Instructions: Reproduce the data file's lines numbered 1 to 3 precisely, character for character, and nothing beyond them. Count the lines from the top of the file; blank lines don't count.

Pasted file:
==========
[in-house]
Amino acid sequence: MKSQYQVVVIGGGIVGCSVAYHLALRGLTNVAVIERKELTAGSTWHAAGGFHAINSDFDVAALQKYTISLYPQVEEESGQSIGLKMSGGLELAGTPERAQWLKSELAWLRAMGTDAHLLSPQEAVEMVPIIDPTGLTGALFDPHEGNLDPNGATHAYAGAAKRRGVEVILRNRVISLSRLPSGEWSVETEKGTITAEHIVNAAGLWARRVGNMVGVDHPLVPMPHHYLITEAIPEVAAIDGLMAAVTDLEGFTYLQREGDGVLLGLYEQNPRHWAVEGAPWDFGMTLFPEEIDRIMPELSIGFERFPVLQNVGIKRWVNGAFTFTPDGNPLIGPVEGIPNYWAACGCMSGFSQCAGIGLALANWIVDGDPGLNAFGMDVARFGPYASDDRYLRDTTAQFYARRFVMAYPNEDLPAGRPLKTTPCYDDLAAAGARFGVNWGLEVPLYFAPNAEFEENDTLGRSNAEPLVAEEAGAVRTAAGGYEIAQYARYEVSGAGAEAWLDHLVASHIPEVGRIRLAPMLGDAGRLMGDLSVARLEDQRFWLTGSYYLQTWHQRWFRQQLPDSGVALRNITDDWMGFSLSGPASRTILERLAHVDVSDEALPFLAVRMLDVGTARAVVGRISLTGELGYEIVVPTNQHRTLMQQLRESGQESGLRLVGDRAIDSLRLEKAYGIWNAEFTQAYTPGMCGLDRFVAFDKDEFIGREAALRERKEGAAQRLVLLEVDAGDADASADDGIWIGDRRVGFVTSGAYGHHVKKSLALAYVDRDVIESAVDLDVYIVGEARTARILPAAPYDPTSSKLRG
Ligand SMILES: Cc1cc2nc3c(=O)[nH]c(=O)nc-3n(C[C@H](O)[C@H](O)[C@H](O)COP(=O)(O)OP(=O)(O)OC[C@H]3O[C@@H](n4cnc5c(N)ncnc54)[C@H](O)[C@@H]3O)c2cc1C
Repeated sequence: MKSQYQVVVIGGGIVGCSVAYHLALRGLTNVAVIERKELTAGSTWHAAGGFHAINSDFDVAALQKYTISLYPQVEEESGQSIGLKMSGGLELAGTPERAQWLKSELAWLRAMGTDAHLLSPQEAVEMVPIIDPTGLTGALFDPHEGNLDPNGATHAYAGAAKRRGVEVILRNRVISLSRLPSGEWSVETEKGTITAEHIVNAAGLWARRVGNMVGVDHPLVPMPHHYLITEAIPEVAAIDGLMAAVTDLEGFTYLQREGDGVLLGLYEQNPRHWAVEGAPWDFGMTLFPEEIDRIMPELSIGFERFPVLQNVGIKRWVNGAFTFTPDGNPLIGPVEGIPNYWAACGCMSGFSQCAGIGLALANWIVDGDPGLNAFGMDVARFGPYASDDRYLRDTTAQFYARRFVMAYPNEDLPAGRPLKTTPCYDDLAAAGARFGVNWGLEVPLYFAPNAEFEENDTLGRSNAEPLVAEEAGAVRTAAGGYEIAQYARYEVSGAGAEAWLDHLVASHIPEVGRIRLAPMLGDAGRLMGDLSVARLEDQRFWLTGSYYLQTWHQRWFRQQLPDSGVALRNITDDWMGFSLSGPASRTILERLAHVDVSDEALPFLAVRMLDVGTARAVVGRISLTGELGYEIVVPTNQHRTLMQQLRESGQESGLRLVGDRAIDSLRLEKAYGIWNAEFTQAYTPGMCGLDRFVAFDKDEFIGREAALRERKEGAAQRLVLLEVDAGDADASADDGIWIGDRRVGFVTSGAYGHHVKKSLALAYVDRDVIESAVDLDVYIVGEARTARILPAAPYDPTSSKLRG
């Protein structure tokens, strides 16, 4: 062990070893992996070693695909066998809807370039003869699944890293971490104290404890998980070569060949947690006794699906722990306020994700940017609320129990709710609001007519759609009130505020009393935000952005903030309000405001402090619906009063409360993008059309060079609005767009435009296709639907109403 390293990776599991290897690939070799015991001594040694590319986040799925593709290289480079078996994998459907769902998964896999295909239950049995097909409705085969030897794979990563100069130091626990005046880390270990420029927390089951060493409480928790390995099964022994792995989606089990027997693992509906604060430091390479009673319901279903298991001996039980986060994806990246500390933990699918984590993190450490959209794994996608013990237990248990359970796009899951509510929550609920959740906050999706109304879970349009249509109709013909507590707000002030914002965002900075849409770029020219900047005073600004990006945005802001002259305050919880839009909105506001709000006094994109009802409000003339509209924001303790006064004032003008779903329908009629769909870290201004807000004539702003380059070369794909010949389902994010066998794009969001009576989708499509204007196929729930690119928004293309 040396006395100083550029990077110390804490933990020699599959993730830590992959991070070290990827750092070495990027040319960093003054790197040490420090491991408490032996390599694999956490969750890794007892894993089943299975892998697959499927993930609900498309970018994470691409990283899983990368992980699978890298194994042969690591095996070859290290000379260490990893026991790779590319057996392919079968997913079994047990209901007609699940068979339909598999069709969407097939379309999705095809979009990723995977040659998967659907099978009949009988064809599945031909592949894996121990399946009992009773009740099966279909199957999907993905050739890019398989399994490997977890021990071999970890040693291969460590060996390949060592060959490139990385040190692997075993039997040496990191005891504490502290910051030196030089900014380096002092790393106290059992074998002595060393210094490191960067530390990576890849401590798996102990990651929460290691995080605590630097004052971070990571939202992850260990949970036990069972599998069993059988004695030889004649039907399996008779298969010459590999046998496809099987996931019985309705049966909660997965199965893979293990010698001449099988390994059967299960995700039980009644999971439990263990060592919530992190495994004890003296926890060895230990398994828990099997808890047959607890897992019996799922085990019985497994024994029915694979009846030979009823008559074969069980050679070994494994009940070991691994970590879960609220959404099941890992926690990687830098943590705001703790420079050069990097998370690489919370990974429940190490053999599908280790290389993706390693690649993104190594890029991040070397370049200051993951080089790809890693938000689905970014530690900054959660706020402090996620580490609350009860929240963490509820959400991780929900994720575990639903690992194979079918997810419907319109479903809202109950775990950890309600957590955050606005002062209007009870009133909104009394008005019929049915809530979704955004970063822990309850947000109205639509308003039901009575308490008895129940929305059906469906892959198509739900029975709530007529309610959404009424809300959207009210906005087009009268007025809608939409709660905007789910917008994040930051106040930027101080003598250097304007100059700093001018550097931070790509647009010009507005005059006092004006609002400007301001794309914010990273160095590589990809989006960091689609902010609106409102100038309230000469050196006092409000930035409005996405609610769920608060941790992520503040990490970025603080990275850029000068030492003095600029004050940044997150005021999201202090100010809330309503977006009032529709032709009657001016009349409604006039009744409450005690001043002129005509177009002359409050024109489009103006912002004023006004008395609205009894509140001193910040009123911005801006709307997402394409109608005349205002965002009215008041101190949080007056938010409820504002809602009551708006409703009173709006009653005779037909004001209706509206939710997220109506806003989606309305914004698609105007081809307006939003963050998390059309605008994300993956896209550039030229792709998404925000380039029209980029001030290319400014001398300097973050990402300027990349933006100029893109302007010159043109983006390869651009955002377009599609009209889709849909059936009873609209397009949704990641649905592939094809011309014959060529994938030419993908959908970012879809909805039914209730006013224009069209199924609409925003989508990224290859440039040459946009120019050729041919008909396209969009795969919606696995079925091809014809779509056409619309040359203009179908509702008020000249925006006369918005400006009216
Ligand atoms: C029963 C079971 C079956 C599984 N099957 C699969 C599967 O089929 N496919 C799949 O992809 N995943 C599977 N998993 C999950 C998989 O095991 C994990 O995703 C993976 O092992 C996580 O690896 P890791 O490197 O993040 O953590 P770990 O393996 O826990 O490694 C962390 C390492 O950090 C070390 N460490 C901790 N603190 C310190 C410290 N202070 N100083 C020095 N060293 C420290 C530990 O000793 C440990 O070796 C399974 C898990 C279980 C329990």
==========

[in-house]
Amino acid sequence: MKSQYQVVVIGGGIVGCSVAYHLALRGLTNVAVIERKELTAGSTWHAAGGFHAINSDFDVAALQKYTISLYPQVEEESGQSIGLKMSGGLELAGTPERAQWLKSELAWLRAMGTDAHLLSPQEAVEMVPIIDPTGLTGALFDPHEGNLDPNGATHAYAGAAKRRGVEVILRNRVISLSRLPSGEWSVETEKGTITAEHIVNAAGLWARRVGNMVGVDHPLVPMPHHYLITEAIPEVAAIDGLMAAVTDLEGFTYLQREGDGVLLGLYEQNPRHWAVEGAPWDFGMTLFPEEIDRIMPELSIGFERFPVLQNVGIKRWVNGAFTFTPDGNPLIGPVEGIPNYWAACGCMSGFSQCAGIGLALANWIVDGDPGLNAFGMDVARFGPYASDDRYLRDTTAQFYARRFVMAYPNEDLPAGRPLKTTPCYDDLAAAGARFGVNWGLEVPLYFAPNAEFEENDTLGRSNAEPLVAEEAGAVRTAAGGYEIAQYARYEVSGAGAEAWLDHLVASHIPEVGRIRLAPMLGDAGRLMGDLSVARLEDQRFWLTGSYYLQTWHQRWFRQQLPDSGVALRNITDDWMGFSLSGPASRTILERLAHVDVSDEALPFLAVRMLDVGTARAVVGRISLTGELGYEIVVPTNQHRTLMQQLRESGQESGLRLVGDRAIDSLRLEKAYGIWNAEFTQAYTPGMCGLDRFVAFDKDEFIGREAALRERKEGAAQRLVLLEVDAGDADASADDGIWIGDRRVGFVTSGAYGHHVKKSLALAYVDRDVIESAVDLDVYIVGEARTARILPAAPYDPTSSKLRG
Ligand SMILES: Cc1cc2nc3c(=O)[nH]c(=O)nc-3n(C[C@H](O)[C@H](O)[C@H](O)COP(=O)(O)OP(=O)(O)OC[C@H]3O[C@@H](n4cnc5c(N)ncnc54)[C@H](O)[C@@H]3O)c2cc1C